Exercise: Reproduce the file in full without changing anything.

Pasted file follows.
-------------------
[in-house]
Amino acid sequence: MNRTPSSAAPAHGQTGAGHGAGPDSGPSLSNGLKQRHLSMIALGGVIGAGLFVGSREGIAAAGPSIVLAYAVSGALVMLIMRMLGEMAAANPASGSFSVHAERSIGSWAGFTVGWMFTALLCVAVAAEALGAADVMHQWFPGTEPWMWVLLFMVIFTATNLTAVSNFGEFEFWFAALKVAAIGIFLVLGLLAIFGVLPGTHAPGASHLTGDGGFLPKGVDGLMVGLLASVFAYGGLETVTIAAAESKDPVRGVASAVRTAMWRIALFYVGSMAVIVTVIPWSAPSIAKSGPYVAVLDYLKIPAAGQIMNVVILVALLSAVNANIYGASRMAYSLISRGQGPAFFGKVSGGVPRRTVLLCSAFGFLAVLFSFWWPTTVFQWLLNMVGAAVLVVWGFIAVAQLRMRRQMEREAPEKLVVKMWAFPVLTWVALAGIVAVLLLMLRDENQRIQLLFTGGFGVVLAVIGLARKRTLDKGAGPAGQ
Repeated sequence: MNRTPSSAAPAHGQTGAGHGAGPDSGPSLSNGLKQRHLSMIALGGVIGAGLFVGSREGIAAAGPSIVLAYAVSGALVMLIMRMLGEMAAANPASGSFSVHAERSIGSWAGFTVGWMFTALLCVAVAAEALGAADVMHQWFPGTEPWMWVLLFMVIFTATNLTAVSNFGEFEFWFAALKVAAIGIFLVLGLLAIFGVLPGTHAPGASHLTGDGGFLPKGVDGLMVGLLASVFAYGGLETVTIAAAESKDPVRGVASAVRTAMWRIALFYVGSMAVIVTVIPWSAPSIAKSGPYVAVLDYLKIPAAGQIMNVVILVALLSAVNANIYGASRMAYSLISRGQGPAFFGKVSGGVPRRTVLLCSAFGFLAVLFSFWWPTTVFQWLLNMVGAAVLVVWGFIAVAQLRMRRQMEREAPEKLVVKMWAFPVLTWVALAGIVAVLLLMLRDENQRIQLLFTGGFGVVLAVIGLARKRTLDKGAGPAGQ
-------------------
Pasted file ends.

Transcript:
[in-house]
Amino acid sequence: MNRTPSSAAPAHGQTGAGHGAGPDSGPSLSNGLKQRHLSMIALGGVIGAGLFVGSREGIAAAGPSIVLAYAVSGALVMLIMRMLGEMAAANPASGSFSVHAERSIGSWAGFTVGWMFTALLCVAVAAEALGAADVMHQWFPGTEPWMWVLLFMVIFTATNLTAVSNFGEFEFWFAALKVAAIGIFLVLGLLAIFGVLPGTHAPGASHLTGDGGFLPKGVDGLMVGLLASVFAYGGLETVTIAAAESKDPVRGVASAVRTAMWRIALFYVGSMAVIVTVIPWSAPSIAKSGPYVAVLDYLKIPAAGQIMNVVILVALLSAVNANIYGASRMAYSLISRGQGPAFFGKVSGGVPRRTVLLCSAFGFLAVLFSFWWPTTVFQWLLNMVGAAVLVVWGFIAVAQLRMRRQMEREAPEKLVVKMWAFPVLTWVALAGIVAVLLLMLRDENQRIQLLFTGGFGVVLAVIGLARKRTLDKGAGPAGQ
Repeated sequence: MNRTPSSAAPAHGQTGAGHGAGPDSGPSLSNGLKQRHLSMIALGGVIGAGLFVGSREGIAAAGPSIVLAYAVSGALVMLIMRMLGEMAAANPASGSFSVHAERSIGSWAGFTVGWMFTALLCVAVAAEALGAADVMHQWFPGTEPWMWVLLFMVIFTATNLTAVSNFGEFEFWFAALKVAAIGIFLVLGLLAIFGVLPGTHAPGASHLTGDGGFLPKGVDGLMVGLLASVFAYGGLETVTIAAAESKDPVRGVASAVRTAMWRIALFYVGSMAVIVTVIPWSAPSIAKSGPYVAVLDYLKIPAAGQIMNVVILVALLSAVNANIYGASRMAYSLISRGQGPAFFGKVSGGVPRRTVLLCSAFGFLAVLFSFWWPTTVFQWLLNMVGAAVLVVWGFIAVAQLRMRRQMEREAPEKLVVKMWAFPVLTWVALAGIVAVLLLMLRDENQRIQLLFTGGFGVVLAVIGLARKRTLDKGAGPAGQ